This is used when comparing two or more things or people.
In English, you would use "than".
보다 is attached to the second noun being compared. You use the subject marker 이/가 for the first noun (which is the subject).
However, that doesn't mean the first noun must appear before the second noun in the sentence. We use the markers to distinguish them, not their place in the sentence.
- 오늘이 어제보다 더워요. (Today is hotter than yesterday.)
- = 어제보다 오늘이 더워요.
- 월요일보다 화요일이 더 바빠요. (I am busier on Tuesday than Monday./Compared to Monday, I am busier on Tuesday.)
- = 화요일이 월요일보다 더 바빠요.
- 치킨라이스보다 칠리크랩을 더 좋아해요. (I prefer chilli crab to chicken rice.)
- = 칠리크랩을 치킨라이스보다 더 좋아해요.
I am not very sure about any difference in meaning when 더 ("more") is used compared to when it is omitted. In the first sentence, the sentence is translated with "hotter" even without 더 as the 보다 implies there is a comparison. I wonder if it's an emphasis thing?
|유럽||Europe||From textbook, skipped page.|
|낙타||camel||From textbook, skipped page.|
|길이||length||길다 means "to be long". This structure exists also for 높다 (to be high), 높이 refers to height (though not for people)|
|좀 크다||to be a little big|
|좀 작다||to be a little small|
|잘 맞다||to fit well||This is a verb. V-는 form 맞는 should be familiar from listening tests...|
|밝다||to be bright|
|어둡다||to be dark|
|길다||to be long|
|짧다||to be short|
|마음에 들다||to like||literally, to enter one's heart|
|마음에 안 들다||to not like|
|잘 어울리다||to match well|
|잘 안 어울리다||to not match well|
|유행하다||to be in fashion||流行. This one's a verb. 유행이다 = to be prevalent, widespread|
|입다||to wear (clothes)|
|쓰다||to wear (hat, glasses)|
|신다||to wear (footwear)||For shoes, socks.|
|하다||to wear (tie, necklace)||For accessories. This is much more flexible than the three above which we have learnt before. For example you can use 하다 instead of 매다 for ties.|
|매다||to tie||For ties. Not in textbook.|
|차다||to put on||For watch. Not in textbook.|
|끼다||to wear (gloves, ring, glasses)||That's right, this works for glasses as well. 끼다 is used for items that "fit on the body perfectly", such as gloves, rings, or even glasses, where you have to check whether the size fits. Contact lenses as well.|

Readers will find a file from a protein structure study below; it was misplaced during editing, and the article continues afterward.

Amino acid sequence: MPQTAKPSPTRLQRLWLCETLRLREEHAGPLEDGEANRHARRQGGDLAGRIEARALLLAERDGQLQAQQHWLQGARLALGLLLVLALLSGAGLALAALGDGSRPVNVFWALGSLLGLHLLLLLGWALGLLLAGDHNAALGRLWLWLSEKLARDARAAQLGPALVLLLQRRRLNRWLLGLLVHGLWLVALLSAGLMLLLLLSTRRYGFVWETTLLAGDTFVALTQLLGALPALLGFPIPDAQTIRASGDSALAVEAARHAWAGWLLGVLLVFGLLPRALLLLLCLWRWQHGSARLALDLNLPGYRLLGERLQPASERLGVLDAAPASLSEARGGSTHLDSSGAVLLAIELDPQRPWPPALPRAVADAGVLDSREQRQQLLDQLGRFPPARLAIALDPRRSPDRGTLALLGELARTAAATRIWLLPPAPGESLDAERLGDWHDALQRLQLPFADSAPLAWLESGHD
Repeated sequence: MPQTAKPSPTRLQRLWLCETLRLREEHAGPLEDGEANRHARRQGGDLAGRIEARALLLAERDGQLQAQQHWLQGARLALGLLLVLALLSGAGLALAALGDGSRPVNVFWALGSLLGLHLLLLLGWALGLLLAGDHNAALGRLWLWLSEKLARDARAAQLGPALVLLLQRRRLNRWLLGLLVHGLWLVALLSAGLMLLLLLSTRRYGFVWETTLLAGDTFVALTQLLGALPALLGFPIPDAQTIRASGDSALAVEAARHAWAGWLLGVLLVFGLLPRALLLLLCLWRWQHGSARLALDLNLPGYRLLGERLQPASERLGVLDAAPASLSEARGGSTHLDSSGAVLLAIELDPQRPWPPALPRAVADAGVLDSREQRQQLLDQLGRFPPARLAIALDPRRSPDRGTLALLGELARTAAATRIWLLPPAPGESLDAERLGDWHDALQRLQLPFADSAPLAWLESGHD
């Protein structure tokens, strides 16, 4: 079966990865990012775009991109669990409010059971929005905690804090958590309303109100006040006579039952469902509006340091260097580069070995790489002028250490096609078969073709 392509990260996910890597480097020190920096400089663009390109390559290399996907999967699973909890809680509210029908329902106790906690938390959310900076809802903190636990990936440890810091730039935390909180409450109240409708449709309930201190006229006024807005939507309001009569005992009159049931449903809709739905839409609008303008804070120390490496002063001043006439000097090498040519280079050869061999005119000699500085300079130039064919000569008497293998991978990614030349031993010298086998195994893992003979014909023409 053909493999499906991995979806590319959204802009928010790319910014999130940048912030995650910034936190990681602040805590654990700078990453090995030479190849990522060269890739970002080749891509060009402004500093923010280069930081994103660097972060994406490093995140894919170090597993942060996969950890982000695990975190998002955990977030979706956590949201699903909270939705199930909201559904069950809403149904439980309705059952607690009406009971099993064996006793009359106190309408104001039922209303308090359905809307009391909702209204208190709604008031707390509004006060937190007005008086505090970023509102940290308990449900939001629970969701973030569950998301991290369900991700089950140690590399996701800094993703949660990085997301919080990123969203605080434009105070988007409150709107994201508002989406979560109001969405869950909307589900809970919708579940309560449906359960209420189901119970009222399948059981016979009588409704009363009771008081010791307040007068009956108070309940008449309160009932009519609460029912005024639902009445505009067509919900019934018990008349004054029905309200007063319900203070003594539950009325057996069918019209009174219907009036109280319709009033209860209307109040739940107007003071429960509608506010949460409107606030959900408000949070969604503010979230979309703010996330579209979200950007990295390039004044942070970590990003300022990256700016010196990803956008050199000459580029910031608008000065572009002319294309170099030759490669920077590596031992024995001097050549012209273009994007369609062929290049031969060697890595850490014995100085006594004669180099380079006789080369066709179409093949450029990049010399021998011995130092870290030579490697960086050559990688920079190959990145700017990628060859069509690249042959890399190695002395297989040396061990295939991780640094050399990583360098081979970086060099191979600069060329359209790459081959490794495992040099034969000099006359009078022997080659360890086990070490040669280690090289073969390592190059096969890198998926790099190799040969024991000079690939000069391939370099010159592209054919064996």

|벗다||to take off||For items where you would use 입다, 쓰다, or 신다.|
|풀다||to take off||For items where you would use 하다, 매다, or 차다. This means "to untie" or "to unroll" (remember the culture note from Chapter 16?), and implies the action of taking off is not so easy.|
|빼다||to take off||For items where you would use 끼다. Implies something that can be taken off easily. It also means "to exclude".|
|마음이 아프다||to be heartbroken||마음이 아픈 것 같아요.|
|미치다||to be crazy||미친 것 같아요.|
|답답하다||to be frustrated||답답힌 것 같아요.|
|해어지다||to break up|
- Students: 5 (1 absent due to work - the one who's younger than me)
- Breakout room activities: No (possibly related to technical issues with the teacher's computer)
Through some research of my own, I'm pretty sure the image in the textbook is of the Bukchon Hanok Village, specifically, of Gahoe-dong Alley (Harmony) looking up (or Uphill). This is based on a picture found in The Seoul Guide. ↩
Interestingly enough, when the textbook writes out the pronunciation of the weaker 'ㅎ', it is still written as ㅎ. For example 은행 is still [은행], even though 'ㅎ' is weakened until it almost sounds like [으냉]. I choose to write it as the latter to make clear there is a difference, even if it may not be "correct". ↩